Disagreements, Ping-pong, and Collaboration
You are driving along with your partner on your day out together and attempting to collaborate about where you would like to go out to eat. The tension of driving and traffic is requiring part of your attention and your empty stomach is taking even more. This is not a set-up for collaborative success. In an ideal world you would have done some collaborative decision making before driving.
Regardless, here you are in the car. Your partner offers a suggestion and you say no and offer a counter suggestion, your partner says no to your idea, and offers something else. This disagreement ping-pong happens three or four times until one of you reacts. The reaction is either a lashing out with criticism or a shut down into a "whatever" attitude. Your fun outing has just deflated into empty disconnect.
What can you do to stay connected and collaborative when you disagree? At the foundation of effective collaboration is the ability to honor the other person's expression. When your partner says, "What about going to Thai Kitchen?" he or she is making an offering. Any expression, no matter how mundane the content, is an offering or a sharing of your partner's experience. When your immediate response to your partner's offering is to state your contrary opinion ("Yuck, not that place!"), the emotional and energetic impact on your partner is a sense of being pushed away or dismissed, leaving him or her feeling hurt because of an unmet need for honor.
So how can you disagree and still honor your partner's expression? Let's name two ways. First, just pausing for a moment to acknowledge your partner's offering is often enough. You might say something like, "Oh yeah, I remember you saying before that you like that place. Hmm, I really want to go somewhere you are excited about. (Then share what about the offering doesn't work for you). I am nervous about Thai Kitchen though because I think they use MSG which makes me a bit sick. Are there any other Thai places that come to mind?" This one or two sentence acknowledgment is especially useful when you are in the car and wanting to decide as you drive. Receiving your partner's offering with acknowledgment before sharing your view supports you both in staying open to creative collaboration.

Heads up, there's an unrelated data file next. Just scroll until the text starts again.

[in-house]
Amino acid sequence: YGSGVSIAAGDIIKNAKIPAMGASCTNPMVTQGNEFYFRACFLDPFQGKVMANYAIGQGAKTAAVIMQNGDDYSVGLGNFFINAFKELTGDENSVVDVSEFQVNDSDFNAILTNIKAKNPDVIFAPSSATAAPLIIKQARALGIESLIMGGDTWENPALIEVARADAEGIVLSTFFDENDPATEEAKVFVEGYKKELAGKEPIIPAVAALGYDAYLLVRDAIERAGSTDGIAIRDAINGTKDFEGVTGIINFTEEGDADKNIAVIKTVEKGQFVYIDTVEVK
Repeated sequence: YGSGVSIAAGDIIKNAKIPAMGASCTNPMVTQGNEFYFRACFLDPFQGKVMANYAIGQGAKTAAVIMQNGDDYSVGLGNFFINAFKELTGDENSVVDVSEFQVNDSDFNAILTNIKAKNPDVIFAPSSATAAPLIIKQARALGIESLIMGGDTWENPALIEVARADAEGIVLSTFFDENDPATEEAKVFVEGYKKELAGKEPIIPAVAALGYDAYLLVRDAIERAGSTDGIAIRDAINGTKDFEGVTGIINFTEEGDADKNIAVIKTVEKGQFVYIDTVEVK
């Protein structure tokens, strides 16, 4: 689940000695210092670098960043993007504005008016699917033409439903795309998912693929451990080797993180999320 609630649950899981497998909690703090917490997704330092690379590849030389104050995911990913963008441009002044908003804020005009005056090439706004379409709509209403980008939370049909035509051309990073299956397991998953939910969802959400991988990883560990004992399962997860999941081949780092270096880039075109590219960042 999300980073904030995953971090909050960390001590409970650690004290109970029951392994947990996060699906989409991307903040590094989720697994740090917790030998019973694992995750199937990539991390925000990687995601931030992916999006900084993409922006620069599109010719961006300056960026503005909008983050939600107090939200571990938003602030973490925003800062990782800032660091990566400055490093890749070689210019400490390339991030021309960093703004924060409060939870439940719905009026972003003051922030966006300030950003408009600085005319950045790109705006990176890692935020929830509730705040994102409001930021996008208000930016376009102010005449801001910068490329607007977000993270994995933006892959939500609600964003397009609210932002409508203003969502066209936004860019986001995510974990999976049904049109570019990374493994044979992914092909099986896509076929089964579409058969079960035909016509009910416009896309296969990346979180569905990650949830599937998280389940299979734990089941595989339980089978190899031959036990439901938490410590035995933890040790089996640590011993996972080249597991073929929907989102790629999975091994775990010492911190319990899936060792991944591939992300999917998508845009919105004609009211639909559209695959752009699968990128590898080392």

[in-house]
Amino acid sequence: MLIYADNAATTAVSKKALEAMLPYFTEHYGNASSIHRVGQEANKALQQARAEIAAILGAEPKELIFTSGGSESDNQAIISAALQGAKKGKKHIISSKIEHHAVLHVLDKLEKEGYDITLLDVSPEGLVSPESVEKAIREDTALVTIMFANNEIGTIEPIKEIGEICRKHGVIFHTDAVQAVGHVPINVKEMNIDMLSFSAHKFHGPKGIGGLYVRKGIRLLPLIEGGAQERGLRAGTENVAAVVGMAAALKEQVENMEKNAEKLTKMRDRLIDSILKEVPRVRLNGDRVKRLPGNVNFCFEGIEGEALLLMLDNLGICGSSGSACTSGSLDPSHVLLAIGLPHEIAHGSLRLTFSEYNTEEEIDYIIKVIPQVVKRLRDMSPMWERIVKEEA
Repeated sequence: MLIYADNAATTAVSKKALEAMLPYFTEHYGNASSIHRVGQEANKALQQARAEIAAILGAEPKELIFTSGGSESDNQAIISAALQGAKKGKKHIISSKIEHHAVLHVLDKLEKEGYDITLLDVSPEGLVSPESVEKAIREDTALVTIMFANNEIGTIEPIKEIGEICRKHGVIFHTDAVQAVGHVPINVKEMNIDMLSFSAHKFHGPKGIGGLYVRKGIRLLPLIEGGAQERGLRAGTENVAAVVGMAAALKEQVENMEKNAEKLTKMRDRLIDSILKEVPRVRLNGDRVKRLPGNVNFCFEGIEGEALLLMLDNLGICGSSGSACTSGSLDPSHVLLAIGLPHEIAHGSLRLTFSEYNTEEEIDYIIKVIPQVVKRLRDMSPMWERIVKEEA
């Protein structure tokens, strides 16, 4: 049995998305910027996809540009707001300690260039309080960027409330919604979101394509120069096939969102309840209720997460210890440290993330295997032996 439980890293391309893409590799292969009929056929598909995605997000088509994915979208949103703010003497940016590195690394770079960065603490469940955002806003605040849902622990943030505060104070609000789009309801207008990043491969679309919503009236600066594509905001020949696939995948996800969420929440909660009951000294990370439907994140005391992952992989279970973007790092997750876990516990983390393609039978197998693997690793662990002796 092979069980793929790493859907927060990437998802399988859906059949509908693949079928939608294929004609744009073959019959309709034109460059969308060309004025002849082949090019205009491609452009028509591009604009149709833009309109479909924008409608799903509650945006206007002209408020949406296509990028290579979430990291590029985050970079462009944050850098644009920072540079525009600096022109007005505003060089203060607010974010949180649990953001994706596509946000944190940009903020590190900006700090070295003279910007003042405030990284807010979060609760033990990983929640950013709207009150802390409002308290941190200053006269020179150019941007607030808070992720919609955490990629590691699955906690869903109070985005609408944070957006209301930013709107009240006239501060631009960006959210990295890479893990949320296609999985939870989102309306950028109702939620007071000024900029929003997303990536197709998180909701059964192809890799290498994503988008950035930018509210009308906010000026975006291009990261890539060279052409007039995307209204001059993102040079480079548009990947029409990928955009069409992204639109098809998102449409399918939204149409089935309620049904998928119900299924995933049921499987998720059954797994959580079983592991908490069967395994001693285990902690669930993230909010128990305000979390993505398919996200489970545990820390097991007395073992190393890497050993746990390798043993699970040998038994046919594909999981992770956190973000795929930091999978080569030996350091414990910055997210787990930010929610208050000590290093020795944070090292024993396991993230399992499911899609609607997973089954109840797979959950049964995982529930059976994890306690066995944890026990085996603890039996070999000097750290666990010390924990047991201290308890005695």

When you are not in the pressured situation of driving and wanting to decide something on the go, greeting your partner's offering with curiosity is another way to meet a need for honor. It might sound something like this, "Thai Kitchen, huh, what do you like about that place?"
Honoring your partner's offering in either of these ways requires mindfulness. When you hear something from your partner you don't like, the impulse to push it away arises. Being mindful you can watch this aversion arise and let it move through without acting on it. This gives you the space to act on your intention to honor your partner's offering. You can then check-in with yourself and find out what you do want rather than just pushing away what you don't want.
This week practice noticing the impulse to push away something you don't like. Pushing away might look like complaining, stating a contrary opinion, making a disgust face, looking away, etc. As you notice the impulse to push away let yourself feel the aversion for even three breaths before taking any action.
More articles about disagreements:Working Too Hard: Managing Connection vs. Managing Content (part 1 of 3)